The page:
Tuesday 22 August 2017

Turbines turn tide for clean power generation

Thomas Molloy

Thomas Molloy

IRISH renewable-energy company OpenHydro has begun the installation of the first of four 16m-high tidal turbines off the French coast as part of a €40m project.

The installation is the first stage of a project which will create the world's largest tidal-energy generator.

The turbines, which were made in the port of Brest, were supplied by OpenHydro. Each has the capacity to generate more than 2mw of energy each -- enough to power about 1,000 homes.

The turbine is now being towed to the deployment site off the island of Brehat, near Paimpol in Côtes-d'Armor, where it will be deployed on the seabed at a depth of 35 metres.

For two months, the turbine and subsea base, which have a combined weight of 850 tonnes and a height of 22 metres, will be tested.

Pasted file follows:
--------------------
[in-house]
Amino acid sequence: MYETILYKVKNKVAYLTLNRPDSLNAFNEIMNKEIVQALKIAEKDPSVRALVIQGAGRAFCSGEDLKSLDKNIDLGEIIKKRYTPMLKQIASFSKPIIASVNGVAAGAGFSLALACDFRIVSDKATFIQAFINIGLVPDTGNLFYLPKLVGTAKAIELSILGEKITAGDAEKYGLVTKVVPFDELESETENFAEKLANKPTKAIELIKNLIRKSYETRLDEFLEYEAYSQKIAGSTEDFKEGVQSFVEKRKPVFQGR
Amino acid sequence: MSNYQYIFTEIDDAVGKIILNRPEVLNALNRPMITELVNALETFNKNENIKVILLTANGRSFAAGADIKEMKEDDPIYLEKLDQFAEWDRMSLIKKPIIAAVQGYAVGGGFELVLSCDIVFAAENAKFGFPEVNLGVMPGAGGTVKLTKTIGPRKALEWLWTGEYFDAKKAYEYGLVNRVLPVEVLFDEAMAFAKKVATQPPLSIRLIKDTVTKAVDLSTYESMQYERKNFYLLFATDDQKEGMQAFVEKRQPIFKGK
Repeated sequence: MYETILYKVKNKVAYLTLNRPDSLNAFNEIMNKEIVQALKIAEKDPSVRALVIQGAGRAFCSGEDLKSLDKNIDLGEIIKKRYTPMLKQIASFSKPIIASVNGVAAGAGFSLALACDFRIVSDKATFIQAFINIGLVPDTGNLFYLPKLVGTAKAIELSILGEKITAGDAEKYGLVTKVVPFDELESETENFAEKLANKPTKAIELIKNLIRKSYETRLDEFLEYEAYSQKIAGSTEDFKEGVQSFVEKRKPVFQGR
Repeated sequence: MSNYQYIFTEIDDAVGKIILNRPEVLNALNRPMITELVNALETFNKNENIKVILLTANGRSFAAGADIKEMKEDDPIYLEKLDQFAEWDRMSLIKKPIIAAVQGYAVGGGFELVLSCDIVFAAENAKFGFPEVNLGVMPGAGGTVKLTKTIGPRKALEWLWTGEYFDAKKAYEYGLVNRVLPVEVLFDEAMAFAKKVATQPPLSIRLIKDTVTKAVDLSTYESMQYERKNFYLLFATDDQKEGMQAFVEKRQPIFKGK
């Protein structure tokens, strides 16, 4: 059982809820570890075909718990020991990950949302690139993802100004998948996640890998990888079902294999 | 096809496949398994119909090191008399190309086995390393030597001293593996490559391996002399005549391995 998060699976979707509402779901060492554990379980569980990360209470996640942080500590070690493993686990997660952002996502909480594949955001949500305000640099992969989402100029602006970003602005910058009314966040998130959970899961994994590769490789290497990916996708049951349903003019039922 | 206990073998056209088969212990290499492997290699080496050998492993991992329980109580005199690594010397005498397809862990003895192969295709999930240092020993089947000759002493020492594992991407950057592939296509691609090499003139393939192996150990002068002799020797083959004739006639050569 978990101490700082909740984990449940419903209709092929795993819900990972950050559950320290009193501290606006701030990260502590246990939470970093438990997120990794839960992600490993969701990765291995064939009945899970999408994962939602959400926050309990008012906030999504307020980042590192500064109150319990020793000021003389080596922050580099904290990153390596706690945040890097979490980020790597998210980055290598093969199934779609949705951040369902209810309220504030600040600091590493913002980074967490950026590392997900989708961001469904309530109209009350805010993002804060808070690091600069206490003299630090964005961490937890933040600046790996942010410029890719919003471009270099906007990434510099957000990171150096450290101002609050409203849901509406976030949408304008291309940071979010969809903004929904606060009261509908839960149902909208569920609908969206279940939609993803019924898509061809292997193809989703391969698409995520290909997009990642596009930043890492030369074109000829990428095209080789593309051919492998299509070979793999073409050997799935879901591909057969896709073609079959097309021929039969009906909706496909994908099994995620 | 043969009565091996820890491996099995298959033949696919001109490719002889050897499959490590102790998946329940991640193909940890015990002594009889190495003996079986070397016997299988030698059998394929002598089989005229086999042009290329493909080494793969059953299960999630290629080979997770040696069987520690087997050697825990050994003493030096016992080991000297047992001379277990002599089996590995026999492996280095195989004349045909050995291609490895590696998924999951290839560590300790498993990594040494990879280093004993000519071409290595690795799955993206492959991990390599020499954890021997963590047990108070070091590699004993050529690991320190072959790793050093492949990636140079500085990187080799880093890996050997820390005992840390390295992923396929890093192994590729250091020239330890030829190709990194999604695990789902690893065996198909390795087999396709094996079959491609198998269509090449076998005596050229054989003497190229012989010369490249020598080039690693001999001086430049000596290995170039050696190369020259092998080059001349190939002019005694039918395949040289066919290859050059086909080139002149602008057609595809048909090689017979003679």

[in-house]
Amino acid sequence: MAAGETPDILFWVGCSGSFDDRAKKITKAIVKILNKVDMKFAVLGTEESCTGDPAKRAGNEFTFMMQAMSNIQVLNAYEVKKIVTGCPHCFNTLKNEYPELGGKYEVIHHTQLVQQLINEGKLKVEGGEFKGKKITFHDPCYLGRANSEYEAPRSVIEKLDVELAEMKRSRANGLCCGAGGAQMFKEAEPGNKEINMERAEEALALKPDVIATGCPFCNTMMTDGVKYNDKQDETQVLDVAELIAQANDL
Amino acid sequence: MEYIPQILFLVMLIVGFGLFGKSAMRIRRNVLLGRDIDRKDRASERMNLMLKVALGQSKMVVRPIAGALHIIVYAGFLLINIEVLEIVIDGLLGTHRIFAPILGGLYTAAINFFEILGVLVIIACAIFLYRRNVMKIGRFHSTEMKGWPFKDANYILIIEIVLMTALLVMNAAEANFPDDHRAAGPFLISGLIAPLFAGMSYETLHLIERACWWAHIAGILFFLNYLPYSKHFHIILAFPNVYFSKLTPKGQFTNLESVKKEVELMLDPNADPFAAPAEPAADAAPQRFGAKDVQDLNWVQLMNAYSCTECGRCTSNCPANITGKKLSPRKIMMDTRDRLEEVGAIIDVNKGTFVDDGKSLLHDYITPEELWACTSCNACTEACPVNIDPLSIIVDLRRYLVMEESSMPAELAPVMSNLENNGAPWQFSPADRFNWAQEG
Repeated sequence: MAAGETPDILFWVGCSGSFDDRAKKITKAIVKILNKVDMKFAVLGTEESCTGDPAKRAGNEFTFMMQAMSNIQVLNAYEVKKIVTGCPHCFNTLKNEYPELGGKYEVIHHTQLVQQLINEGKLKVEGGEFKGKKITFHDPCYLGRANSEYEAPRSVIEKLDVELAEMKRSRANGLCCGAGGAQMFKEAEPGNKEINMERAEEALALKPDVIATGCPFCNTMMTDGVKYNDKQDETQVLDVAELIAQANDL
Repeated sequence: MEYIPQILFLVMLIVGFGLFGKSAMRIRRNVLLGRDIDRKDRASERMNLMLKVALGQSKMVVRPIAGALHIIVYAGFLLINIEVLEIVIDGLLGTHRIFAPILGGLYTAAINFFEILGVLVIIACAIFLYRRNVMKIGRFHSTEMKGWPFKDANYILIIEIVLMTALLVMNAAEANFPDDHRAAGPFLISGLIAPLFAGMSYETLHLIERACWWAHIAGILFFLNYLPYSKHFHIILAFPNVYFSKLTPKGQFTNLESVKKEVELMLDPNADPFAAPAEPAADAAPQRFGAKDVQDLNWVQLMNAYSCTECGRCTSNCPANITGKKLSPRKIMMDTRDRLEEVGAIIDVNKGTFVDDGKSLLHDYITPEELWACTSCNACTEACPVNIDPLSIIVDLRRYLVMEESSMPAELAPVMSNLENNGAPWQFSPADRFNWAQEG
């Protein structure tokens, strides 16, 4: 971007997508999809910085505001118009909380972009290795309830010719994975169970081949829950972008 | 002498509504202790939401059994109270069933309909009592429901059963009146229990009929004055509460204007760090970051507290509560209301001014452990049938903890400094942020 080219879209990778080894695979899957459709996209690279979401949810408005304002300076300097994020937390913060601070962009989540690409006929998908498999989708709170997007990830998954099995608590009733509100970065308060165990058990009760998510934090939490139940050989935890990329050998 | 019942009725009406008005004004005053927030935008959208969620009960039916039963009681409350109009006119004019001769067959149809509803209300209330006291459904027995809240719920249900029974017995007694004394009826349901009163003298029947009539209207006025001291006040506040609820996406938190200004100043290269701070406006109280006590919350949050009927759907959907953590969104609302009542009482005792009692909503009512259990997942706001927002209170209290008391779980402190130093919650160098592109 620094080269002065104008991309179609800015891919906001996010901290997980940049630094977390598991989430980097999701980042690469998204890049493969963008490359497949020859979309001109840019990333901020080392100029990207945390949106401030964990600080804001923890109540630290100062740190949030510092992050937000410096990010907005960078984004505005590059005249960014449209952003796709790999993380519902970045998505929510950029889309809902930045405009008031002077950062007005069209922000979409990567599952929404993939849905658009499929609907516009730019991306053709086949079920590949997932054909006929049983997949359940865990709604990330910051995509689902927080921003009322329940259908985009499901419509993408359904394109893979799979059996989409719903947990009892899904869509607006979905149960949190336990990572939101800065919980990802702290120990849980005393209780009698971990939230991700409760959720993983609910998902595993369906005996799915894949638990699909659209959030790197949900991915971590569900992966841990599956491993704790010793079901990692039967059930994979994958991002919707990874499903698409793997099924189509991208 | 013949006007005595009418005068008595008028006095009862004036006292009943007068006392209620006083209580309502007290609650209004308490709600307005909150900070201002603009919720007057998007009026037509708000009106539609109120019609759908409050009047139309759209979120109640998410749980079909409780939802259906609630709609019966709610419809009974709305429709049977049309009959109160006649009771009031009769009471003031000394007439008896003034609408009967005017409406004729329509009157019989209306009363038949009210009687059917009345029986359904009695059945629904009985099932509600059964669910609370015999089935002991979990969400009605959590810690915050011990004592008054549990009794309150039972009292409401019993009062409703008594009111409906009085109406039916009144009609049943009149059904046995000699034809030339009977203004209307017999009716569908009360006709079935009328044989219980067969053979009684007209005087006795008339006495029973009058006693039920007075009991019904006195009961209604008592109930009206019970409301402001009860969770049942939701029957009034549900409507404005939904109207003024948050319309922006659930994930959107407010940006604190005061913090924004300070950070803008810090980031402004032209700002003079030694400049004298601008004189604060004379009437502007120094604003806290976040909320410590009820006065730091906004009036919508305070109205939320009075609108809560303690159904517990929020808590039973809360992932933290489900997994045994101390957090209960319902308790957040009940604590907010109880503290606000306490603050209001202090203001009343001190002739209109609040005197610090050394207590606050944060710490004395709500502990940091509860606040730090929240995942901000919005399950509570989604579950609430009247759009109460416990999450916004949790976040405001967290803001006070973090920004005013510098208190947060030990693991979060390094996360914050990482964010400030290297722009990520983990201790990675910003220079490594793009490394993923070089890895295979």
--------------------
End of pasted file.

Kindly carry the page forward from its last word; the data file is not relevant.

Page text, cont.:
The project has the support of the local government in Brittany, the French state and the European Commission.

While OpenHydro is installing tidal-energy projects in both Scotland and France, it has yet to install any such projects here in Ireland.

Investors include Bord Gais, One51 -- the troubled investment group which recently parted company with Philip Lynch -- and financier Brendan Gilmore, who is chairman.

French submarine and nuclear-technology group DCNS paid €14m for an 8pc stake in the company this year, valuing the business at €175m.

Other investors include Pershing International Nominees, a London-based affiliate of the Bank of New York, and Davycrest Nominees, part of Davy Stockbrokers.

Irish Independent

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